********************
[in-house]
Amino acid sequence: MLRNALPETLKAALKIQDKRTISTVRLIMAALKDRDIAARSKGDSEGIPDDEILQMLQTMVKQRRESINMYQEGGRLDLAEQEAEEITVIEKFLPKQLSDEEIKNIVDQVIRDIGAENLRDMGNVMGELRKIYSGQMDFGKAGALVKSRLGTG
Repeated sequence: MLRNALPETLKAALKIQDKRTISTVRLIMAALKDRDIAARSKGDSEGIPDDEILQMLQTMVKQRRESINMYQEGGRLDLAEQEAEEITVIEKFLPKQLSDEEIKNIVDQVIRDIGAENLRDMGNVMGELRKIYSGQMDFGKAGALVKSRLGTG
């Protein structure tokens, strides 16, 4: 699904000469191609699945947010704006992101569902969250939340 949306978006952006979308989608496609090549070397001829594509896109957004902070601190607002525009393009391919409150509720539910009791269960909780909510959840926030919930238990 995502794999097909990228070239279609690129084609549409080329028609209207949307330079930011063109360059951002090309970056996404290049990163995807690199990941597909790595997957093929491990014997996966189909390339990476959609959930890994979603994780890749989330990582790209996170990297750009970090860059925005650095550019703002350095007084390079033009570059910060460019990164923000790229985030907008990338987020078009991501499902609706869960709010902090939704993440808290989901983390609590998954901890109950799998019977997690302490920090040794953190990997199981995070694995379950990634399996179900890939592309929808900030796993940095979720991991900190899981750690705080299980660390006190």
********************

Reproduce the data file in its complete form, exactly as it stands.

[in-house]
Amino acid sequence: MLRNALPETLKAALKIQDKRTISTVRLIMAALKDRDIAARSKGDSEGIPDDEILQMLQTMVKQRRESINMYQEGGRLDLAEQEAEEITVIEKFLPKQLSDEEIKNIVDQVIRDIGAENLRDMGNVMGELRKIYSGQMDFGKAGALVKSRLGTG
Repeated sequence: MLRNALPETLKAALKIQDKRTISTVRLIMAALKDRDIAARSKGDSEGIPDDEILQMLQTMVKQRRESINMYQEGGRLDLAEQEAEEITVIEKFLPKQLSDEEIKNIVDQVIRDIGAENLRDMGNVMGELRKIYSGQMDFGKAGALVKSRLGTG
């Protein structure tokens, strides 16, 4: 699904000469191609699945947010704006992101569902969250939340 949306978006952006979308989608496609090549070397001829594509896109957004902070601190607002525009393009391919409150509720539910009791269960909780909510959840926030919930238990 995502794999097909990228070239279609690129084609549409080329028609209207949307330079930011063109360059951002090309970056996404290049990163995807690199990941597909790595997957093929491990014997996966189909390339990476959609959930890994979603994780890749989330990582790209996170990297750009970090860059925005650095550019703002350095007084390079033009570059910060460019990164923000790229985030907008990338987020078009991501499902609706869960709010902090939704993440808290989901983390609590998954901890109950799998019977997690302490920090040794953190990997199981995070694995379950990634399996179900890939592309929808900030796993940095979720991991900190899981750690705080299980660390006190």